In December 1975, the New Jersey School Boards Association’s Delegate Assembly passed a resolution that endorsed a Code of Ethics for School Board Members. This was in the aftermath of the Watergate scandal and there was a renewed focus throughout the country on good, transparent and ethical governance.

School boards across the state began adopting and living by the code. In 1991, NJSBA supported the original School Ethics Act, and in 2001, the Association successfully advocated for the incorporation of the NJSBA Code of Ethics into the New Jersey School Ethics Act.

I tell you about this because I think it’s important to remember that NJSBA has long been in the forefront of promoting good governance on boards.

Lately, I have been hearing from local board members who are concerned about recent advisory opinions of the School Ethics Commission (SEC). This year, the SEC has released dozens of opinions that address board member conduct. This issue of School Leader has an extensive article on these Advisory Opinions, which begins on page 15.

I have no doubt that members of the SEC are well-intentioned, good people who want to support ethical behavior by school officials. However, some of the advisory opinions go too far, while others have simply confused matters for board members. Some decisions put handcuffs of the management of New Jersey schools, a task that rightly rests with the locally elected or appointed board of education.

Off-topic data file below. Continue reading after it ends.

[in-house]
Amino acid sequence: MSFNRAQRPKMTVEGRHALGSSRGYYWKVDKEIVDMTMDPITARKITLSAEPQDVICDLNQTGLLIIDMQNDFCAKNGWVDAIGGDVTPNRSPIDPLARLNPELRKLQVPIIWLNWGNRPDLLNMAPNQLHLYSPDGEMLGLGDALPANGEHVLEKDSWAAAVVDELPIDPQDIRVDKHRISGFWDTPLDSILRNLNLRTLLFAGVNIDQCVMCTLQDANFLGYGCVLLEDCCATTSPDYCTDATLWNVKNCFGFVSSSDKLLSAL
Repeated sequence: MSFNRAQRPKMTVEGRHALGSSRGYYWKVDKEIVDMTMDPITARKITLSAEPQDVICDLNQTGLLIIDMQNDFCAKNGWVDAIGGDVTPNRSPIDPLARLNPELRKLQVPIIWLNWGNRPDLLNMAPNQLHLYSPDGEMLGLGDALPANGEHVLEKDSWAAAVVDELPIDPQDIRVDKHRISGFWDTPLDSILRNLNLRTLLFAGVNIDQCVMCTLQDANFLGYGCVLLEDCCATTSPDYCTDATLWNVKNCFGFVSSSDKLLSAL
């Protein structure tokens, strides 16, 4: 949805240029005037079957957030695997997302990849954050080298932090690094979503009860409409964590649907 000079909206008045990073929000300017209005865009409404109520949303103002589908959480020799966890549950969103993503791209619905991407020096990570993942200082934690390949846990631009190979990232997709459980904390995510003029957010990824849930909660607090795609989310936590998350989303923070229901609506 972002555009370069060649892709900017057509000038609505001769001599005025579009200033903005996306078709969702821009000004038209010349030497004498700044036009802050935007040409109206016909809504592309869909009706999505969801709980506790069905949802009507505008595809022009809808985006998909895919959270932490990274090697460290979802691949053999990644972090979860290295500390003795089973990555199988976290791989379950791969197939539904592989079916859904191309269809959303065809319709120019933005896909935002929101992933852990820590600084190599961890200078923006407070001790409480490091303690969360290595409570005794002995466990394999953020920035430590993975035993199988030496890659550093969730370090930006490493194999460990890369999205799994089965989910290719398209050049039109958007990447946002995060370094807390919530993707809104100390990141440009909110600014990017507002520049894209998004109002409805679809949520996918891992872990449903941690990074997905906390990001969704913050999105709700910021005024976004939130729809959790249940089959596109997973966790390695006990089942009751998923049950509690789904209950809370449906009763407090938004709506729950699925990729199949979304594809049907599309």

For example, the SEC issued several rulings that expanded the group of family relationships that create in-district and out-of-district negotiations conflicts for board members. Such expansions not only impede the management of our schools, but they can also run contrary to the intent of the ethics act. As the number of duly elected or appointed board members who can’t participate in negotiations shrinks, an increasing number of boards implement the “Doctrine of Necessity.” That process allows a board to be exempt from some of the nepotism requirements when so many board members are conflicted that they can’t reach the legally required quorum necessary to take action.

NJSBA has communicated local school board members’ concerns to the School Ethics Commission and to key state officials. Our goal is to ensure ethical behavior without paralyzing school officials in carrying out their responsibility to manage and govern public education. In other words, we need to bring the School Ethics Act back into context.

We are pleased to report that the SEC and lawmakers have been receptive to our concerns and suggestions, and we feel confident that this process will continue. NJSBA will keep its members updated on this process.

NJSBA is firmly committed to ethical standards for school officials. To be effective, however, the School Ethics Act must be interpreted in a way that is clear, consistent and logical. These elements, all too often, are missing from many of the School Ethics Commission’s recent opinions.

Dr. Lawrence S. Feinsod is NJSBA’s executive director.

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